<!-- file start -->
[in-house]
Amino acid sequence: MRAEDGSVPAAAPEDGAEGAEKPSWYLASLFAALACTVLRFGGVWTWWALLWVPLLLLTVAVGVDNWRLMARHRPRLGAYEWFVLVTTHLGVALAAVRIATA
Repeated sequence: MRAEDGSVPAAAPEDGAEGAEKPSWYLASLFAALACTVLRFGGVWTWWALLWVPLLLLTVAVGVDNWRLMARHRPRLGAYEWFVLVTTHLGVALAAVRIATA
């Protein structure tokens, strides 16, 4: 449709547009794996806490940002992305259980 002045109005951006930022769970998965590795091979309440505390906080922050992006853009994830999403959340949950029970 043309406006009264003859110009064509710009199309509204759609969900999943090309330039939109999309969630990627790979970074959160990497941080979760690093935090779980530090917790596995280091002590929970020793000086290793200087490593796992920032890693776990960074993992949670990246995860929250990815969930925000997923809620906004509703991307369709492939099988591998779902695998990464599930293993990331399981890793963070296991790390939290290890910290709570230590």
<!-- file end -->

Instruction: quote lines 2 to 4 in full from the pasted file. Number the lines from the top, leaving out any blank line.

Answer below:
Amino acid sequence: MRAEDGSVPAAAPEDGAEGAEKPSWYLASLFAALACTVLRFGGVWTWWALLWVPLLLLTVAVGVDNWRLMARHRPRLGAYEWFVLVTTHLGVALAAVRIATA
Repeated sequence: MRAEDGSVPAAAPEDGAEGAEKPSWYLASLFAALACTVLRFGGVWTWWALLWVPLLLLTVAVGVDNWRLMARHRPRLGAYEWFVLVTTHLGVALAAVRIATA
């Protein structure tokens, strides 16, 4: 449709547009794996806490940002992305259980 002045109005951006930022769970998965590795091979309440505390906080922050992006853009994830999403959340949950029970 043309406006009264003859110009064509710009199309509204759609969900999943090309330039939109999309969630990627790979970074959160990497941080979760690093935090779980530090917790596995280091002590929970020793000086290793200087490593796992920032890693776990960074993992949670990246995860929250990815969930925000997923809620906004509703991307369709492939099988591998779902695998990464599930293993990331399981890793963070296991790390939290290890910290709570230590």